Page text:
The opportunities, obstacles of taking AP History classes: a comprehensive guide



College history for high schoolers. For students considering or registering for AP History classes like APUSH and AP Euro, the thought of taking these classes can be overwhelming. However, for those who take the risk and find success, they can gain a wealth of new skills and knowledge. “I am glad I took this class,” AP Euro student Shai Daniels said.

With the school year coming to a close, many students are starting to think seriously about the classes they signed up for next year. For those who signed up for AP History classes, this prospect can be intimidating. With many uncertainties and fears, students may wonder if they will be able to persevere through the journey. 

Chapter 1: What is an AP class? 

Advanced Placement classes, or AP Classes, are college level classes offered to high school students. These fast paced courses teach you two semesters worth of curriculum in about a semester and a half. This is for the purpose of taking a test at the end of the year to demonstrate your knowledge. AP European History teacher Barbara Harvey explained that the course work for AP History class can greatly differ from a traditional class.

“It is more rigorous, there is more reading, there is more homework, and it is not about memorization of names, dates and people,” Harvey said. “It is about thinking about events and how they relate and influence each other.” 

If students give it a serious shot, at the end of the year, they learn a lot of history, but they also gain some skill and become stronger students.

— Norma Saatjian

Chapter 2: An Overview of AP Euro and APUSH 

AP History classes are often considered some of the more rigorous AP classes available at Buena. What do these classes entail? 

AP Euro:

AP Euro, officially titled AP European History, covers European history in the time period of 1450 to the present. This course is often taken by students in their sophomore year and is the only AP class available for sophomores. It is praised for its ability to prepare students for APUSH their junior year as the format of the class is very similar. 


AP United States History, or more commonly known as APUSH is an AP class that covers American History in the time period from the Ice Age to Ronald Reagan in the 1980s. Students will take this course their junior year, sometimes alongside other AP courses. 

The Test:

Both of these classes have the same test format which includes a series of multiple choice questions, short answer questions, a long essay question, and a document based question. Junior Marilyn Carlos was studious in her approach to the APUSH test by taking advantage of in-class review, going to office hours, and watching recommended videos.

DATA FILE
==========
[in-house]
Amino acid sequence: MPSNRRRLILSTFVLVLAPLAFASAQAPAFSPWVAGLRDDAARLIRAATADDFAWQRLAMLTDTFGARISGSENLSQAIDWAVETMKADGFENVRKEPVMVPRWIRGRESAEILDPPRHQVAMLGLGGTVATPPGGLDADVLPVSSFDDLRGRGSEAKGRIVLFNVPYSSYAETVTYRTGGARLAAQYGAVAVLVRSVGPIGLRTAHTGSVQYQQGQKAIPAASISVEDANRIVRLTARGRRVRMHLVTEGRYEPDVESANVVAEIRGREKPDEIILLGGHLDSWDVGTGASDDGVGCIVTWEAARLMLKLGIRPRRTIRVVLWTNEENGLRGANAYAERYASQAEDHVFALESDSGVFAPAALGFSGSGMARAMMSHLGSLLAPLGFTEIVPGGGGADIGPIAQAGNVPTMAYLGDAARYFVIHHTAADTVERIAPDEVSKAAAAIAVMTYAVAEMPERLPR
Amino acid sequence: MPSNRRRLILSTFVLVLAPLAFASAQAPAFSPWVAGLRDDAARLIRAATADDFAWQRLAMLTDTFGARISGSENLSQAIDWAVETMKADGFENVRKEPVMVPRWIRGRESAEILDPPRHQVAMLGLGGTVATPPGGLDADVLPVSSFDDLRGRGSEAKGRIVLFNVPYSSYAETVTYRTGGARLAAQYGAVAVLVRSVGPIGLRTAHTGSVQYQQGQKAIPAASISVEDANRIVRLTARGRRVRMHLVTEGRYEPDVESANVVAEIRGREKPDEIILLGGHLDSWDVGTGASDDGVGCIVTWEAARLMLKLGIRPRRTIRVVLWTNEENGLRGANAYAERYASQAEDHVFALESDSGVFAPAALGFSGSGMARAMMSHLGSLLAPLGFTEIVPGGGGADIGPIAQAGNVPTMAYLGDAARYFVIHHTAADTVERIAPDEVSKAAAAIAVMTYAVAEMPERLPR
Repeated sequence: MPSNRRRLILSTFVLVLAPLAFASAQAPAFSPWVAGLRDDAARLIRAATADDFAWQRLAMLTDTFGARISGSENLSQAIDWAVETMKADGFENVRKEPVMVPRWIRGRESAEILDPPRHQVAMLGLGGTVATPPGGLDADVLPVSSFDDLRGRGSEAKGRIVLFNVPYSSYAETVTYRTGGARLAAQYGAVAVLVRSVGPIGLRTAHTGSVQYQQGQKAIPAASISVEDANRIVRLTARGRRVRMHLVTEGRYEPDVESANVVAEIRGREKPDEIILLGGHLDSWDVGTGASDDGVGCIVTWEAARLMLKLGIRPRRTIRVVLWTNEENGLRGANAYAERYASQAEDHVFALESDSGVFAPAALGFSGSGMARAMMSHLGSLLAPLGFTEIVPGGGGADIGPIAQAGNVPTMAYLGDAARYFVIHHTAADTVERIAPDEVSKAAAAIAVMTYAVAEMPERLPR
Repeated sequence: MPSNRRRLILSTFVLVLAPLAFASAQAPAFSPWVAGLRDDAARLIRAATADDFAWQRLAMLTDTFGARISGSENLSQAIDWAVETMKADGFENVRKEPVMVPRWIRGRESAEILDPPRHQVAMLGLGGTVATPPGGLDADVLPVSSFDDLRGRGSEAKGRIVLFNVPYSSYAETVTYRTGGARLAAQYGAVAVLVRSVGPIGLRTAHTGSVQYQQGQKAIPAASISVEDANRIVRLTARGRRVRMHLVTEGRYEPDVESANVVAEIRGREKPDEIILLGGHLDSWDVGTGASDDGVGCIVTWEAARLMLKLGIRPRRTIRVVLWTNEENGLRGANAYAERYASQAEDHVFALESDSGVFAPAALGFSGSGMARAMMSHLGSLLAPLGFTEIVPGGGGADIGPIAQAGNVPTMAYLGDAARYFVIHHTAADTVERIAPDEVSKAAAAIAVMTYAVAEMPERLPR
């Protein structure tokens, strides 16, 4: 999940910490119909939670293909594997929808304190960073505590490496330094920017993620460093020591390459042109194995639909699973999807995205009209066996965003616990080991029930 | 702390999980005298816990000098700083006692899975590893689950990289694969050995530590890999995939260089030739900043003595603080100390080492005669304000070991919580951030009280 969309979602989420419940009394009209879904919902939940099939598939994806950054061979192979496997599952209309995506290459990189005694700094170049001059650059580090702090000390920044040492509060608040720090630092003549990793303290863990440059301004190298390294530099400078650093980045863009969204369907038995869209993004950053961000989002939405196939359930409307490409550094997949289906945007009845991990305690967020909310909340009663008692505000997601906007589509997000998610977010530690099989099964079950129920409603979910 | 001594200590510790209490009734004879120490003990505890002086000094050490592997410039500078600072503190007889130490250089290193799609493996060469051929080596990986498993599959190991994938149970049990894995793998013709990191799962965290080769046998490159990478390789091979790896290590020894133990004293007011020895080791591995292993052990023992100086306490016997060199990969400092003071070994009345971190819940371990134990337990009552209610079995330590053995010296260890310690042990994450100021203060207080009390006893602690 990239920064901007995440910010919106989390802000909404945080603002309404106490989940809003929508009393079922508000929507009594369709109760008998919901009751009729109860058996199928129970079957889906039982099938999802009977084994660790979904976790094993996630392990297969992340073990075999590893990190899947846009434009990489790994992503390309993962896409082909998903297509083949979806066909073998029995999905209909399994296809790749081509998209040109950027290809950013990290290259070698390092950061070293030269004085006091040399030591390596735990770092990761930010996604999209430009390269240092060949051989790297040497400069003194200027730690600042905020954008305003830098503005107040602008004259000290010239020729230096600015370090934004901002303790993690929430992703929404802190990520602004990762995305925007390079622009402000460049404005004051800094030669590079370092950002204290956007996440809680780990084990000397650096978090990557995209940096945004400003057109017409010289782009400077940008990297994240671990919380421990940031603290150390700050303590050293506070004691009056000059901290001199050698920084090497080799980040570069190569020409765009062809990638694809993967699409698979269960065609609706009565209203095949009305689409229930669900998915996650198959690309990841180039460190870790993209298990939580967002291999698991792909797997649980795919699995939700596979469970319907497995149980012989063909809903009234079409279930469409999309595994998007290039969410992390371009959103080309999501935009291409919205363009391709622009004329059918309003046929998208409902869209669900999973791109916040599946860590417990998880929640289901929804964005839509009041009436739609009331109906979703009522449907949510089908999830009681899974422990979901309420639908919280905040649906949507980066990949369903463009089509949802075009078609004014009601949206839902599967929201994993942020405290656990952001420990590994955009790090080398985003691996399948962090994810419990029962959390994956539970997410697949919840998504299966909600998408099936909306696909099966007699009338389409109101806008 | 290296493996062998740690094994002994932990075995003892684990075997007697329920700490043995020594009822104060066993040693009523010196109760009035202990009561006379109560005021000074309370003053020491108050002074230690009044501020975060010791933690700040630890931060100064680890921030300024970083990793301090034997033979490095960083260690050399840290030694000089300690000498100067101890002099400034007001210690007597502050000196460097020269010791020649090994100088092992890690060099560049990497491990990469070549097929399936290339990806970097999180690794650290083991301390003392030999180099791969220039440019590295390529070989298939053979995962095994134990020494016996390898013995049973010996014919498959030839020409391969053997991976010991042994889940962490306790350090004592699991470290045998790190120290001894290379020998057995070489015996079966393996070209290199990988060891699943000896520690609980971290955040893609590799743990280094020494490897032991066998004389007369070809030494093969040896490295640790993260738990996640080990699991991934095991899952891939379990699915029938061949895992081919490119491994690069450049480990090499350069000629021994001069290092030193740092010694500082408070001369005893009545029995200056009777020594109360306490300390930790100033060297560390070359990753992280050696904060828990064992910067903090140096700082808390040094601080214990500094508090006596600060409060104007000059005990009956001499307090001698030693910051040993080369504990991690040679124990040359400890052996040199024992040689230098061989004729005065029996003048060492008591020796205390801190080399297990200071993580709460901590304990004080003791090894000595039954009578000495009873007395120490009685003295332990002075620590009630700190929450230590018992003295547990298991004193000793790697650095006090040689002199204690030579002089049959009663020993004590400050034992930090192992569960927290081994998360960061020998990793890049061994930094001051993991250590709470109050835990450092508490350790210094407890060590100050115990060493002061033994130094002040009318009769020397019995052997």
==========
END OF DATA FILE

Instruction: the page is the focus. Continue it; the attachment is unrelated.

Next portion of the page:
“I was definitely really nervous, but I think I was prepared,” Carlos said.

Chapter 3: Why take an AP History class?

AP classes like APUSH and AP Euro can help you save time and money in college. If you pass the test you can get college credits, and sometimes you are able to skip certain general education classes. On top of that, APUSH teacher Norma Saatjian explained how these classes will give you a wealth of knowledge and time management abilities. 

“If students give it a serious shot, at the end of the year, they learn a lot of history, but they also gain some skill and become stronger students,” Saatjian said. 

Chapter 4: Is an AP History class right for me?

Harvey explained that AP History classes are not always the right choice for everyone, and they are in no way indicative of a student’s ability to be successful.

“You can go to college without going to AP Euro,” Harvey said. “It is not the ‘be all and end all’. It is the beginning of a long interaction with college level courses, and if this isn’t the right time or if they aren’t ready for it, that is perfectly fine.” 

These classes are a large time commitment, thus if you have a busy schedule with sports or a job, having to balance these commitments and the required homework can be difficult. Sophomore Vincent Gilbert is an avid athlete and found balancing AP Euro with his sports to be difficult at times.

“It is the first class [where] you do not get an ‘A’ easily,”  Gilbert said. 

I feel like the class created a family. We all bonded with each other because we were all struggling.

— Daniels

Furthermore, if you have never taken an AP class before, it can be hard to figure out how to adapt to these classes. Saatjian explained how students taking these courses typically struggle at the beginning of the year.

“Students need to know this. For a student who is new to AP, it really takes a quarter to get used to the pace and the stress,” Saatjian said. “It breaks my heart every year that students panic and jump ship where it really takes a solid quarter for you to learn how to manage it.” 

But do not be discouraged. Many students who enter these classes come out the other side as stronger students. Sophomore Shai Daniels explained that she was glad to have taken AP Euro and feels that the friendships that she made were an added positive.

“I feel like the class created a family,” Daniels said. “We all bonded with each other because we were all struggling.”